University: University of Bristol
Degree Course: BEng Electronic and Electrical Engineering
What appeals to you about Electronics?
Electronics has always intrigued me because, unlike planes and machinery, you can never see electrons in wires moving. You don’t see electrons going back and forth in an oscillating circuit, but you do see the LEDs flashing before your eyes, and it’s the thought of miniscule objects being able to control the bigger flow that hooked me into electronics. From our phones and computers, to the drones that landed on mars, electronics is an integral part of humanity. Not only did electronics accelerate the development of technology in the previous decades, but it will continue open pioneering disciplines that allow humanity to reach advancements never imagined. Being able to understand electronics means being able to push the world beyond its limits, and I’m more than happy to be walking down this path.
Why did you want a scholarship with Clas-SiC?
Clas-SiC gave me the opportunity to see what a true engineer does. Long working hours, flexible schedules and the ability to solve seemingly impossible problems, all of them are things I’ve encountered as an engineer trainee, but never expected. Silicon carbide manufacturing is a niche, but emerging industry; it pushes the maximum amount of transistors on a chip possible by reducing the size of each one of them. Being able to know the newest prototypes means a lot – although not disclosable here – it helped to widen my insights academically and also with future aspects.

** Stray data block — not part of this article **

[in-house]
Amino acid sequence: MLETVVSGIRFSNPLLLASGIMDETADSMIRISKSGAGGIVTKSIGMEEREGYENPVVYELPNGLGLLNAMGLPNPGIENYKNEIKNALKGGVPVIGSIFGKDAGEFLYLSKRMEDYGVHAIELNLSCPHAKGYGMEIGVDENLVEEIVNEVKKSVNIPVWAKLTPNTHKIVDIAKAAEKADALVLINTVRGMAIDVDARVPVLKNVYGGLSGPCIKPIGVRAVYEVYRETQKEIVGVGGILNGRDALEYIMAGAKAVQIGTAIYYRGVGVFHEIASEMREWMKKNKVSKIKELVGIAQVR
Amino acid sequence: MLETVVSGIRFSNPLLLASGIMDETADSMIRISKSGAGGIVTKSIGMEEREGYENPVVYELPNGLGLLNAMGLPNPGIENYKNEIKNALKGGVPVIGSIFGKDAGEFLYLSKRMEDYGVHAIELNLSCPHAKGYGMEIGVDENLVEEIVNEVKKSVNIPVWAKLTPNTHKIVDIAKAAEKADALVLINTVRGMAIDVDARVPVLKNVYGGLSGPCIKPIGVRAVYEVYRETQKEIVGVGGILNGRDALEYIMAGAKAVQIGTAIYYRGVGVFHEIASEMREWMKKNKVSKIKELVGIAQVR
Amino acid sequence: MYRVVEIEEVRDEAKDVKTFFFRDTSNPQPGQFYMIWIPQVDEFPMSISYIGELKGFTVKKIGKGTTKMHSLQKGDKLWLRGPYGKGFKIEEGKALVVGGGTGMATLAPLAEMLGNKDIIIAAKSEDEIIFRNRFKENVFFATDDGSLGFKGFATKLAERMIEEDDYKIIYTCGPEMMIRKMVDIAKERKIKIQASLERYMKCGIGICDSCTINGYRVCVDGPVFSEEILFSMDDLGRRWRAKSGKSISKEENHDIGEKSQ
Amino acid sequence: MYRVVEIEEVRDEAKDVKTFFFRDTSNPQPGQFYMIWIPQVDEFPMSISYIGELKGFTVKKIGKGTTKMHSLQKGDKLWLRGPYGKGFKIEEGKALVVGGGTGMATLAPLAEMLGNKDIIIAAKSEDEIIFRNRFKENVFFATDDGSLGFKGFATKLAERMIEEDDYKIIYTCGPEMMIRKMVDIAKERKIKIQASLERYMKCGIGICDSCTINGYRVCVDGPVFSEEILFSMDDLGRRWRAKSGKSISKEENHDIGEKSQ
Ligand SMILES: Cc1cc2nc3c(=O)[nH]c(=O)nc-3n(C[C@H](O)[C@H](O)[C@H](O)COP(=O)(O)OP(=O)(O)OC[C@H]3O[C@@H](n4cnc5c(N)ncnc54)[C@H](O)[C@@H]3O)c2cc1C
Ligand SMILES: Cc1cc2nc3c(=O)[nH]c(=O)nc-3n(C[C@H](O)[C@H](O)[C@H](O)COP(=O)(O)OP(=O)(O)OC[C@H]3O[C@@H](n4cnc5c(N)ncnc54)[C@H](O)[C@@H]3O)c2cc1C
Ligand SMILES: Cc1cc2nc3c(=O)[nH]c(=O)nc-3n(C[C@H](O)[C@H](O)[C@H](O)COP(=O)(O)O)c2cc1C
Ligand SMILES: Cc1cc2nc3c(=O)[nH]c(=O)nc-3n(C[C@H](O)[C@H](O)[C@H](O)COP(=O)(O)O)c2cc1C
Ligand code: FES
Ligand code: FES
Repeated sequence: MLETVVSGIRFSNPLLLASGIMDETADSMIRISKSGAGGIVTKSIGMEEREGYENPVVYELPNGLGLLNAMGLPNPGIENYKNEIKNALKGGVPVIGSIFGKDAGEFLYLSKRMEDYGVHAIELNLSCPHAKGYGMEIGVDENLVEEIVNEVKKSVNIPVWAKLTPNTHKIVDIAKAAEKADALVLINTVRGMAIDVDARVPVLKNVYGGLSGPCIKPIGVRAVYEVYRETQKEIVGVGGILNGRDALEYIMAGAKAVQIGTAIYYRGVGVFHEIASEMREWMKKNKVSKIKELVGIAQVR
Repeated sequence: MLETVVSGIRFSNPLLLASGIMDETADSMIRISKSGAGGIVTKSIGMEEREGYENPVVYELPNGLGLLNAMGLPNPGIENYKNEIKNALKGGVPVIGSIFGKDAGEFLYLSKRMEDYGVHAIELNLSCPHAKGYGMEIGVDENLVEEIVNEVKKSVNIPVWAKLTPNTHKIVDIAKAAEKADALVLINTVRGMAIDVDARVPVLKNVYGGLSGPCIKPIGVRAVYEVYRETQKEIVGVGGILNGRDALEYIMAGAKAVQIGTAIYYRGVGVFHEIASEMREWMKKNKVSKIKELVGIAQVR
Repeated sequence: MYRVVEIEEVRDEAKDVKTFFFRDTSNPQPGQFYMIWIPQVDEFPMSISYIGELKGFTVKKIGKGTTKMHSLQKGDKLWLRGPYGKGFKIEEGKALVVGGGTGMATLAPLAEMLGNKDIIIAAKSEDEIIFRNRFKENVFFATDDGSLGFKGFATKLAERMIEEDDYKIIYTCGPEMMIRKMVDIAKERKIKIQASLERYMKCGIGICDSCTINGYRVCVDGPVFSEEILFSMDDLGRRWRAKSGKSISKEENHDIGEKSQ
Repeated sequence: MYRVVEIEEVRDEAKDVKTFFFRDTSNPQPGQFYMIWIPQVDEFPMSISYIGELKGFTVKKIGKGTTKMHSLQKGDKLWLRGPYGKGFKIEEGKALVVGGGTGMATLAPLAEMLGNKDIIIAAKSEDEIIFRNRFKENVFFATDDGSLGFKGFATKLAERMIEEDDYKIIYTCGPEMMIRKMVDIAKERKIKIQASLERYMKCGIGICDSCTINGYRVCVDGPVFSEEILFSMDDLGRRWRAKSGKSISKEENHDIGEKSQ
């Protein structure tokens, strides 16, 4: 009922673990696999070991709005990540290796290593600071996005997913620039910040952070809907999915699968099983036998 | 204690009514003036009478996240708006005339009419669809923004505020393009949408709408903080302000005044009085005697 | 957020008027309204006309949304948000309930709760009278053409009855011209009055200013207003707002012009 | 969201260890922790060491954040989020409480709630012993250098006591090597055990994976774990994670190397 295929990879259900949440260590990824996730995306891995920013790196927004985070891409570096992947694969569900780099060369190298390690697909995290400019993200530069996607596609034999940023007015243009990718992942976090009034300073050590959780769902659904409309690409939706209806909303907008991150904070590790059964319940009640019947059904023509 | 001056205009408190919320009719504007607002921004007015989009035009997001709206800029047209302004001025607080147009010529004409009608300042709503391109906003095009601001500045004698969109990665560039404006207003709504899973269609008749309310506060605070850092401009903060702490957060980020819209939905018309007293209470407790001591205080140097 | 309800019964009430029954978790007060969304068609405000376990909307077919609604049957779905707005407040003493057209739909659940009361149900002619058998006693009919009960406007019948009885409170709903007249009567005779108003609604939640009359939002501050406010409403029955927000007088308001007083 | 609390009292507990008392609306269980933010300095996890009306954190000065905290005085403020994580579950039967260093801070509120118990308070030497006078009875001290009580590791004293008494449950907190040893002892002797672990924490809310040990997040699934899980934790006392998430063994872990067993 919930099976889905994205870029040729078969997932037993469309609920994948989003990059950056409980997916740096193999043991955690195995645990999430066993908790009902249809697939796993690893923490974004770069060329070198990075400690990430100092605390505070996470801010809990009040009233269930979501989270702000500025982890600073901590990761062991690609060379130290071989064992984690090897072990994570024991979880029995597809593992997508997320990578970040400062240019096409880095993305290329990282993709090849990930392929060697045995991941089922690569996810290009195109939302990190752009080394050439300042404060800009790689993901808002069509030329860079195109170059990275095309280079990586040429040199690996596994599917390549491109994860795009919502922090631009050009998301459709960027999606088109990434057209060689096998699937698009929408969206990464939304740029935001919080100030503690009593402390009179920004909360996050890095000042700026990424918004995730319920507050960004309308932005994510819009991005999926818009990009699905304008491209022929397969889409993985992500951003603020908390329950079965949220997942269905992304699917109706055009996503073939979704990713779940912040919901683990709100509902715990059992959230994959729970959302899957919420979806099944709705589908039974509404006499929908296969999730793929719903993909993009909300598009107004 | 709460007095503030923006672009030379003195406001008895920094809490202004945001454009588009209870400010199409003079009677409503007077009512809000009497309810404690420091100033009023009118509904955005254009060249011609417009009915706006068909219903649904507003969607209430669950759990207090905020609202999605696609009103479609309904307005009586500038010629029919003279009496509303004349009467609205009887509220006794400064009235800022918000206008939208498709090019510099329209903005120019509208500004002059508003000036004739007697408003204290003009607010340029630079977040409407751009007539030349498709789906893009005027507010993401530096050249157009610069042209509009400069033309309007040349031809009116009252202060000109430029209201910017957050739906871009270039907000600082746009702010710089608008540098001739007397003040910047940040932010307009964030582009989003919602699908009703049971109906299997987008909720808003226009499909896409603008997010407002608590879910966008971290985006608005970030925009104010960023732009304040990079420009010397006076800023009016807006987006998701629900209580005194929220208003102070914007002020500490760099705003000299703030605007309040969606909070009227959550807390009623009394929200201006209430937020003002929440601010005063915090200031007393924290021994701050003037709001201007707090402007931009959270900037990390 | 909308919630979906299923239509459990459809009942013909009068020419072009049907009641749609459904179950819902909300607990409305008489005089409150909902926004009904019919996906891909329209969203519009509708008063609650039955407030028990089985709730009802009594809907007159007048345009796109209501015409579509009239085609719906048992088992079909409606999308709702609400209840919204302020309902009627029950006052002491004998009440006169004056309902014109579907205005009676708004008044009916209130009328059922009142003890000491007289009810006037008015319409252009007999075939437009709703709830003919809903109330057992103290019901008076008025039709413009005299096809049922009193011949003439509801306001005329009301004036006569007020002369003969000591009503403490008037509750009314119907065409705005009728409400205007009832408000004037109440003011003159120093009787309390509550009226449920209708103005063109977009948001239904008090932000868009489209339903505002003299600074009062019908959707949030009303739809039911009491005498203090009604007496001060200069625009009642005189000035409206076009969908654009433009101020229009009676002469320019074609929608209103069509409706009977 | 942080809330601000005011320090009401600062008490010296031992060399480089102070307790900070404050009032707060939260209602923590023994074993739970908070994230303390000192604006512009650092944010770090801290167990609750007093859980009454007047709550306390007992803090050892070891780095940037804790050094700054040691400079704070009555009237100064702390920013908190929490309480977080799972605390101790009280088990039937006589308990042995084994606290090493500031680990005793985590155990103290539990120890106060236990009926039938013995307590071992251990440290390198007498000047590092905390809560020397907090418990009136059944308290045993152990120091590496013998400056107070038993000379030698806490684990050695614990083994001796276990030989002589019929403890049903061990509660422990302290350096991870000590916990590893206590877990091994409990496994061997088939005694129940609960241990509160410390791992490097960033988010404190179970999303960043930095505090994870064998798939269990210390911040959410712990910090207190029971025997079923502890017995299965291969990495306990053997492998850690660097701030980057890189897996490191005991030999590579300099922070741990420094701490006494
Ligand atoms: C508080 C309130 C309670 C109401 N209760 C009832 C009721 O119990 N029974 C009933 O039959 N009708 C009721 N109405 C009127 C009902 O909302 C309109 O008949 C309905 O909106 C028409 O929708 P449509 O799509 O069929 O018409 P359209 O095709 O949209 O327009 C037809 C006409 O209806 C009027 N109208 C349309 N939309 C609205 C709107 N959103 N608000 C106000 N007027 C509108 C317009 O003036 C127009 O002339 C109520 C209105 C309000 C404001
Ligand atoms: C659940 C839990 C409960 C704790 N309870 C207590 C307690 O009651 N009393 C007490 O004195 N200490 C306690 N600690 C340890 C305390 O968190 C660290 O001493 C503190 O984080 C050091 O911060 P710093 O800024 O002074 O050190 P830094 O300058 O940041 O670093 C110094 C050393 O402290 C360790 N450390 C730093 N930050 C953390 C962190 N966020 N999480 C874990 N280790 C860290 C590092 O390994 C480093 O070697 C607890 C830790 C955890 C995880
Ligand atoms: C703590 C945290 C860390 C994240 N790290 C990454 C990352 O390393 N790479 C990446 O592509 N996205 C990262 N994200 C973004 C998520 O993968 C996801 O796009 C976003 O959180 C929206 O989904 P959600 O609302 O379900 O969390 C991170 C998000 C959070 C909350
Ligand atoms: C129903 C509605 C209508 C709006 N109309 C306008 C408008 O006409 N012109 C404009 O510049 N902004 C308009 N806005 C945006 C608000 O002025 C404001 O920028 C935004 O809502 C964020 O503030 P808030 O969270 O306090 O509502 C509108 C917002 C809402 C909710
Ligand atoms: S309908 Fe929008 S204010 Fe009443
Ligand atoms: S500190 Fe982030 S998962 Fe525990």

What type of work have you been involved with during your placement?
I was involved in a project that worked primarily with data analytics and metrology. The company brought a new measuring tool for wafers and I had to test it to make sure it runs just like the old tool. It was round and round of data collection followed by rounds and rounds of data analysis. One example is the GRnR (gage repeatability and reproducibility) analysis. It’s purpose is to access the adequacy of a tool by having 3 operators collect 30 samples of data each. This means I needed to train other employees to make sure they obtain a reproducible reading on the tool, and it meant a great deal to me personally because not only do I need to work with numbers, I also learned to work with people and communicate in the clearest way possible. Though repetitive, it is a requirement within the industry because errors can be fatal to production. In terms of day to day interaction in the workplace, despite most employees being older than I am, I was able to make some deep connections which will be much appreciated if I decide to work in the industry.
What are your hobbies and interests?
I’m really into rock and metal music and love going to concerts. When I’m free, I would either write music and play them out or I would look for cool electronics design and learn how to make them. I love going out to meet people, because you know more through people than through books.